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This review is from: The True History of the Elephant Man (Paperback)
Totally superb . Very tear jerking , making you realise how fortunate in life you are . Having been impressed by the film I was surprised how accurate it was to the real story of Mr Merrick . A very well written and informative book which really opens your eyes . If you were intrigued by the film then this is the book for you !
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5.0 out of 5 stars A lot to think about, 22 Oct. 2013
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Tackled from every angle with nothing but the pure facts. After watching the film "The Elephant Man" i thought i knew Mr. Merrick,However i was very wrong. This book goes into absolute detail of every aspect of his life(where possible). From the start of his life to the end. This book won't fail in amazing you and making you feel emotions for Mr.Merrick.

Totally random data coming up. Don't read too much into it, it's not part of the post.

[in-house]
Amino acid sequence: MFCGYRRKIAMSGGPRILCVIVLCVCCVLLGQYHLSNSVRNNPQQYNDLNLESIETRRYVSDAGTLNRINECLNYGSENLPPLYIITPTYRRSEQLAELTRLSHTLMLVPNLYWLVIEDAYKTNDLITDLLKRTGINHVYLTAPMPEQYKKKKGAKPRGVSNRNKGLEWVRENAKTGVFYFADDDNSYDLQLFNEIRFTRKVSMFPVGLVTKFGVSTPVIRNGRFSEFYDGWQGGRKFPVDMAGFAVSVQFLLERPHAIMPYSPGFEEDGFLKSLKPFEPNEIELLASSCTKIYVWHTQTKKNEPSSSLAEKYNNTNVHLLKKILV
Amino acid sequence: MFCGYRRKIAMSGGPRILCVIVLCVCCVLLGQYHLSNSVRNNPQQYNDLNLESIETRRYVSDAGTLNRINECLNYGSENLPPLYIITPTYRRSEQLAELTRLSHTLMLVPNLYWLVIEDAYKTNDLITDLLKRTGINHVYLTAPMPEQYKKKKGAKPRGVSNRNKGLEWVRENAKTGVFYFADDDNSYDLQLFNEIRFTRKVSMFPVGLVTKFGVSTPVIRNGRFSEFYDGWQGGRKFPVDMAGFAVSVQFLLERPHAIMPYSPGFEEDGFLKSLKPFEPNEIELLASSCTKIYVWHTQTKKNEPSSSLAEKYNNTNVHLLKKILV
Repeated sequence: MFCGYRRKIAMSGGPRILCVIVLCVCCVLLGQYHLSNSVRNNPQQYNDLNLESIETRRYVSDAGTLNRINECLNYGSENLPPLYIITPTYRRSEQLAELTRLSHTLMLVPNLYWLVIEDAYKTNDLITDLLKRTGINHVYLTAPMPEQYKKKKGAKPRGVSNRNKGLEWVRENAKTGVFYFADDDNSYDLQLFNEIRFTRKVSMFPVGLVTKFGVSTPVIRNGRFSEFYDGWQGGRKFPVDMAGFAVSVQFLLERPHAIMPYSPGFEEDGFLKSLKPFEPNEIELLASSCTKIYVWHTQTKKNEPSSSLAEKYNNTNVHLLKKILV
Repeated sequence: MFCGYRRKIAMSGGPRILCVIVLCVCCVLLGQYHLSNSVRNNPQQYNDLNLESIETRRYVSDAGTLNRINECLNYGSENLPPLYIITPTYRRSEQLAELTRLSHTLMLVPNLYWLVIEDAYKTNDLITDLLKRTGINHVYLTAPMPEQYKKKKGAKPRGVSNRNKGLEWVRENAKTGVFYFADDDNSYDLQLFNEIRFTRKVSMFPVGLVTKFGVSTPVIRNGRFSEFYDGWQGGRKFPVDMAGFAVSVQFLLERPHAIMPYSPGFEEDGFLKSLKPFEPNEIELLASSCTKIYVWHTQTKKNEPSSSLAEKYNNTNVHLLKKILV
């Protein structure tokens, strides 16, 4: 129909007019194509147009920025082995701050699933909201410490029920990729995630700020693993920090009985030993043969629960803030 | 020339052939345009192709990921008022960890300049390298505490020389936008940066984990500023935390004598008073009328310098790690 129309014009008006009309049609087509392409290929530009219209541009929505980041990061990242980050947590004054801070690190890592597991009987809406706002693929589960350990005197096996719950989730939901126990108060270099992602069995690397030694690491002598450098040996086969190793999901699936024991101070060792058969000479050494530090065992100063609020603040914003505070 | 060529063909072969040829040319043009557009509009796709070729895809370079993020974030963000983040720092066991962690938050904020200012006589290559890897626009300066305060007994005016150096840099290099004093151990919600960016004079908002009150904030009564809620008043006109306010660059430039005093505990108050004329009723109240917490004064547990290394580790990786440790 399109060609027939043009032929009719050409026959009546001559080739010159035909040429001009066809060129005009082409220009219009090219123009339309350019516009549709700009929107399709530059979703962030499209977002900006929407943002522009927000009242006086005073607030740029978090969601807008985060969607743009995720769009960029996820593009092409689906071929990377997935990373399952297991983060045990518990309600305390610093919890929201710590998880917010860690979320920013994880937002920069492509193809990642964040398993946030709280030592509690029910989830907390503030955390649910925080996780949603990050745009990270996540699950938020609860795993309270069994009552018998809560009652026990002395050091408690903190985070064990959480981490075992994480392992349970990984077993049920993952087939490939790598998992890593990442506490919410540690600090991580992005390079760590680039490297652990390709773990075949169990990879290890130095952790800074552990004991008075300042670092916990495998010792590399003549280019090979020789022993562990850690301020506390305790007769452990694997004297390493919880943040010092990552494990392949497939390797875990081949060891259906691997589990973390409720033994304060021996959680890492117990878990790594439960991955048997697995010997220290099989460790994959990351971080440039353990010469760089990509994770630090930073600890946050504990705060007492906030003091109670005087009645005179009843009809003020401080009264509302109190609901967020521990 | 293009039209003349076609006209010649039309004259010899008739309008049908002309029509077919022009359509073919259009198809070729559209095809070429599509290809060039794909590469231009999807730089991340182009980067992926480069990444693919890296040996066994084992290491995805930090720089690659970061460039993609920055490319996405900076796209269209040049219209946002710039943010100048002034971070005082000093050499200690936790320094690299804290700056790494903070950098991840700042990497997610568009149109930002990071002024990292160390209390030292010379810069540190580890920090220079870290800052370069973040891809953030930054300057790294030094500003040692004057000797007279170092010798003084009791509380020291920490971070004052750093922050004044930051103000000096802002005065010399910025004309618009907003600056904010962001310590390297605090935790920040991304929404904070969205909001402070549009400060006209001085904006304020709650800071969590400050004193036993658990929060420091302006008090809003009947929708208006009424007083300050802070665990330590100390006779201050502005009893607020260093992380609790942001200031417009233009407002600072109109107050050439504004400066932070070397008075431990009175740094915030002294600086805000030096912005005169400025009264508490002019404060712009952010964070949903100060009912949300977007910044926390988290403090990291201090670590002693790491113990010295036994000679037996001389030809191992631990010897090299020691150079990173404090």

It confirms the rumors and diminishes some if not most of them. If you're curious about The Elephant Man or even if you want a good insightful read i recommend this book.
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The True History of the Elephant Man
The True History of the Elephant Man by Peter Ford (Paperback - 10 July 2001)